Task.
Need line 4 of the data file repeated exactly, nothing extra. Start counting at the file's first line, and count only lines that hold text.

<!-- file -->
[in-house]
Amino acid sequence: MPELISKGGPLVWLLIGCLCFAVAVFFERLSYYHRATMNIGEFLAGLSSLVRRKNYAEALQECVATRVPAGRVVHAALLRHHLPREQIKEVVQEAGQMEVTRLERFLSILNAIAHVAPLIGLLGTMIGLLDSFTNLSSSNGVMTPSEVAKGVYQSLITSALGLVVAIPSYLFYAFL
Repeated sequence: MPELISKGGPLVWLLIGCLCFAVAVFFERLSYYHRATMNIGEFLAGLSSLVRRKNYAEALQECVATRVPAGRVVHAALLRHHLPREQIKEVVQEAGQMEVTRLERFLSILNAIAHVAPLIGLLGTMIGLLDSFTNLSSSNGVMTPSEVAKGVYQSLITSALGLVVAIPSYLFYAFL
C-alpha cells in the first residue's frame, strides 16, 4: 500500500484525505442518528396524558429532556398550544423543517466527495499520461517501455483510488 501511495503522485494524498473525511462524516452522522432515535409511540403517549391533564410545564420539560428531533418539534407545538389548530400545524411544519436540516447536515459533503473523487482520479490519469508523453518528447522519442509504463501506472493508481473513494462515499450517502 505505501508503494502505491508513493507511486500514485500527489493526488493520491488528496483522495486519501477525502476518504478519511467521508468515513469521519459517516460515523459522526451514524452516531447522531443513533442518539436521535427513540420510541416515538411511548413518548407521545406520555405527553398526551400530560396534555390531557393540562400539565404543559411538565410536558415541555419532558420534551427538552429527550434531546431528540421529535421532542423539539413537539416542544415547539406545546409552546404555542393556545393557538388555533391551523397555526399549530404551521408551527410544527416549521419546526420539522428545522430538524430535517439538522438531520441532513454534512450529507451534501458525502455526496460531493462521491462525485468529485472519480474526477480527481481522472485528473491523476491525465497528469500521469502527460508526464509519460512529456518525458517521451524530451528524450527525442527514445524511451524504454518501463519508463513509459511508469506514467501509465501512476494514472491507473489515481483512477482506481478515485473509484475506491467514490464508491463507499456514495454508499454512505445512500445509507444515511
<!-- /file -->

C-alpha cells in the first residue's frame, strides 16, 4: 500500500484525505442518528396524558429532556398550544423543517466527495499520461517501455483510488 501511495503522485494524498473525511462524516452522522432515535409511540403517549391533564410545564420539560428531533418539534407545538389548530400545524411544519436540516447536515459533503473523487482520479490519469508523453518528447522519442509504463501506472493508481473513494462515499450517502 505505501508503494502505491508513493507511486500514485500527489493526488493520491488528496483522495486519501477525502476518504478519511467521508468515513469521519459517516460515523459522526451514524452516531447522531443513533442518539436521535427513540420510541416515538411511548413518548407521545406520555405527553398526551400530560396534555390531557393540562400539565404543559411538565410536558415541555419532558420534551427538552429527550434531546431528540421529535421532542423539539413537539416542544415547539406545546409552546404555542393556545393557538388555533391551523397555526399549530404551521408551527410544527416549521419546526420539522428545522430538524430535517439538522438531520441532513454534512450529507451534501458525502455526496460531493462521491462525485468529485472519480474526477480527481481522472485528473491523476491525465497528469500521469502527460508526464509519460512529456518525458517521451524530451528524450527525442527514445524511451524504454518501463519508463513509459511508469506514467501509465501512476494514472491507473489515481483512477482506481478515485473509484475506491467514490464508491463507499456514495454508499454512505445512500445509507444515511